True to his words he acted like a father to all. In his time public gardens, medicinal herbs, hospitals for both men and animals, wells roads and educational inst.i.tutions grew up all over the country. To his external credit it should be said that it was Ashoka who, for the first time in the history of the world, established hospitals for both men and animals, not only in Asia but also in Europe and Africa.

To those hasty critics who decry Buddhism as the cause of the decline and downfall of India, Asoka's prosperous Buddhist reign is a cogent reply.

Ashoka Missioners According to the Pali Chronicles, at the end of the Third Council which was held in the seventeenth year of Ashoka' coronation, under the presidency of Arahant Monggaliputta Tissa, it was decided to send competent Arahants to nine different places to propagate the Teachings of the Buddha.

The names of the missioners and the places are as follows: -

Missioners Place Majjhantika TheraKashmir and Gandhar Mahadeva TheraMahimsaka Mandala Rakkhita Thera Vanavasi Yonaka Dhammarakkhita TheraAparantaka Mahadhammarakkhita TheraMaharattha Maharakkhita TheraYonakaloka Majjhima TheraHimavantapadesa Sonaka and Uttara Thera.s.suvanabhumi Mahinda, Itthiya, Uttiya, Sambala and Bhaddasala Theras Tambapannidipa It is stated that each mission consisted of five Theras so that it would be possible to perform the Upasampada ceremony in remote districts.

1. Kashmir is situated in the northwest of India. Peshavar and Ravapindi in north Punjab embrace Gandhara. Majjhantika Thera arrived here and subjugated the Naga King Aravala by his psychic powers and preached the Asivisopama Sutta.

2. Mahimsaka Mandala is identified the modern Mysore in South India. According to some it is a country south of the Vindhya Mountains. The Devaduta Sutta was preached here.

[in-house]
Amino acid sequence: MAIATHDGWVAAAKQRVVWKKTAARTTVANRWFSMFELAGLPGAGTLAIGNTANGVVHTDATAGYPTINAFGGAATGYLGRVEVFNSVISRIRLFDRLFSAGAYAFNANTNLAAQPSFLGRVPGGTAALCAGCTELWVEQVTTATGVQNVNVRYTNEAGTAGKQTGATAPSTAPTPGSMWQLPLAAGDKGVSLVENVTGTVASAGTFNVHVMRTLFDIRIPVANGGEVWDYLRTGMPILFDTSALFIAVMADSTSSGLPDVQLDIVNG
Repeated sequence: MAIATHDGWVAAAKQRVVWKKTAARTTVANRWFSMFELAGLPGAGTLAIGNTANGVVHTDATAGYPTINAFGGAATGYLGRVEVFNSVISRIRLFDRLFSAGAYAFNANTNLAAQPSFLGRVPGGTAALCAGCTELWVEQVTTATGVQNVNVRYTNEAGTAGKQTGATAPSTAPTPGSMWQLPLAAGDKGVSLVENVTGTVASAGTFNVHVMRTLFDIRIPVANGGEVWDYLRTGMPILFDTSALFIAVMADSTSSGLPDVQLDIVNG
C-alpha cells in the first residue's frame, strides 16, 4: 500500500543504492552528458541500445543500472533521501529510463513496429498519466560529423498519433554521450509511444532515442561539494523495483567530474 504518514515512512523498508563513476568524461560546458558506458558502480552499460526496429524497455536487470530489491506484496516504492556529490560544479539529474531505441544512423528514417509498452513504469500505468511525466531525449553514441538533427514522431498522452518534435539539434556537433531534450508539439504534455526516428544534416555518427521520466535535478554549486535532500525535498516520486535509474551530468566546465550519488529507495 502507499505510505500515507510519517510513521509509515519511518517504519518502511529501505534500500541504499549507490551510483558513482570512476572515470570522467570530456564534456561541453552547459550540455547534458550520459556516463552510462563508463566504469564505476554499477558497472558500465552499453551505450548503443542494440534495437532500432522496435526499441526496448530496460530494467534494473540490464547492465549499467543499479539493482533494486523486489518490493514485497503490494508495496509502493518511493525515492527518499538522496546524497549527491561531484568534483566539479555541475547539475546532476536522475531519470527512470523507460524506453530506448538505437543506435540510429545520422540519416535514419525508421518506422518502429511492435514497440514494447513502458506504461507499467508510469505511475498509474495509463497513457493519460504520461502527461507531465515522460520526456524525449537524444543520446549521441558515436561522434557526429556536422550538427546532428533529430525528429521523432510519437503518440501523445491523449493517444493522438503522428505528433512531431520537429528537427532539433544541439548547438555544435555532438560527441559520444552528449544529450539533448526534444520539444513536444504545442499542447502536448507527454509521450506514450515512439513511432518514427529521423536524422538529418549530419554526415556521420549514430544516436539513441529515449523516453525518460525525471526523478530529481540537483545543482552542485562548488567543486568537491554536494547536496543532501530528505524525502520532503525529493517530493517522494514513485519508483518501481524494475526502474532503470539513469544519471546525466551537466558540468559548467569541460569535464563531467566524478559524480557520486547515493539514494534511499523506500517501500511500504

3. Vanavasi is North Kanara situated in South India. Even today there is a city called Vanavasi in this country. The Anamatagga Sutta Sutta ws the subject of the sermon.

4. Aparanta (Western End) is supposed to be Western India. According to the Puranas one of the five countries that existed in ancient India was Aparanta. Its capital was port Supparaka, modern Sopara. North Gujerat, Katiyavar, Kach, Sindh are included in Aparanta. The discourse that was delivered here was the Aggikkandhopama Sutta.

5. Maharattha is modern Maharashtra, which embraces mid-West India. The Maha Narada-Ka.s.sapa Jataka was delivered here.

6. Yonakarattha is the kingdom of the Greeks. It must be the Greek kingdom that existed in West India. According to some it comprises Egypt, Syria and Greece. The Kalakarama Sutta was delivered here.

7. It is stated that the Arahants Ka.s.sapagotta, Alakadeva, Mahadeva and Dundubhissara accompanied the Arahant Majjhima to the Himalaya region and preached the Dhammacakkappavattana Sutta.

8. Some identify Suvannabhumi with Burma. Some say it is Karna Suvarna situated in Bengal and some say it is Hiranyavaha district along the banks of the Sona River. The brahmajala Sutta was the subject of the discourses.